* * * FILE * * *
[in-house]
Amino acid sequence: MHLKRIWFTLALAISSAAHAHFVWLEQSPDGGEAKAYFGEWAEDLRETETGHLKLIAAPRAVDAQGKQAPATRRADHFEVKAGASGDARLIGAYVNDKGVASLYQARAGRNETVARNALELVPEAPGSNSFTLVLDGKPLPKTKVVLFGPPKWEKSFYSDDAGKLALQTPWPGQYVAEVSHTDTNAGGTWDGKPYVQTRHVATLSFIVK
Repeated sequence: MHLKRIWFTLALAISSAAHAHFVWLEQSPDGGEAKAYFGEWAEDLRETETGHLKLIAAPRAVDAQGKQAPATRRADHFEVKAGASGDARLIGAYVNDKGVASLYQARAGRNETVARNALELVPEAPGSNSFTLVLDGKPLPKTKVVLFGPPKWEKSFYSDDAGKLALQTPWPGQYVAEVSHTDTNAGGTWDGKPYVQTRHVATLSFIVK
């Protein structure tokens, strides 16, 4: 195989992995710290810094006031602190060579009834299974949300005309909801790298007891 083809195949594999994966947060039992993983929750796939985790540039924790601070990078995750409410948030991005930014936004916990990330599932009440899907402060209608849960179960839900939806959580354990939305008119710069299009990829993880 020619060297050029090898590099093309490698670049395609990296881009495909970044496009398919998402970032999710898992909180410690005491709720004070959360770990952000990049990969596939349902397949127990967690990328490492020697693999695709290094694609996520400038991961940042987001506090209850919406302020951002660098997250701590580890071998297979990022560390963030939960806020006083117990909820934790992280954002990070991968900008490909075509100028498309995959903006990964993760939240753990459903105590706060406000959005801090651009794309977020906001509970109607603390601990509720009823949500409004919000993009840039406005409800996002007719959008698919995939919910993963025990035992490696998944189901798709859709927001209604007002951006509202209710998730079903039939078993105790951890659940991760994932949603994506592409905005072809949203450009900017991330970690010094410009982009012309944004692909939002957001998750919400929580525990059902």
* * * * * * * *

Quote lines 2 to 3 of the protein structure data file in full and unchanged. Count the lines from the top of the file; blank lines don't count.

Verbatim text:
Amino acid sequence: MHLKRIWFTLALAISSAAHAHFVWLEQSPDGGEAKAYFGEWAEDLRETETGHLKLIAAPRAVDAQGKQAPATRRADHFEVKAGASGDARLIGAYVNDKGVASLYQARAGRNETVARNALELVPEAPGSNSFTLVLDGKPLPKTKVVLFGPPKWEKSFYSDDAGKLALQTPWPGQYVAEVSHTDTNAGGTWDGKPYVQTRHVATLSFIVK
Repeated sequence: MHLKRIWFTLALAISSAAHAHFVWLEQSPDGGEAKAYFGEWAEDLRETETGHLKLIAAPRAVDAQGKQAPATRRADHFEVKAGASGDARLIGAYVNDKGVASLYQARAGRNETVARNALELVPEAPGSNSFTLVLDGKPLPKTKVVLFGPPKWEKSFYSDDAGKLALQTPWPGQYVAEVSHTDTNAGGTWDGKPYVQTRHVATLSFIVK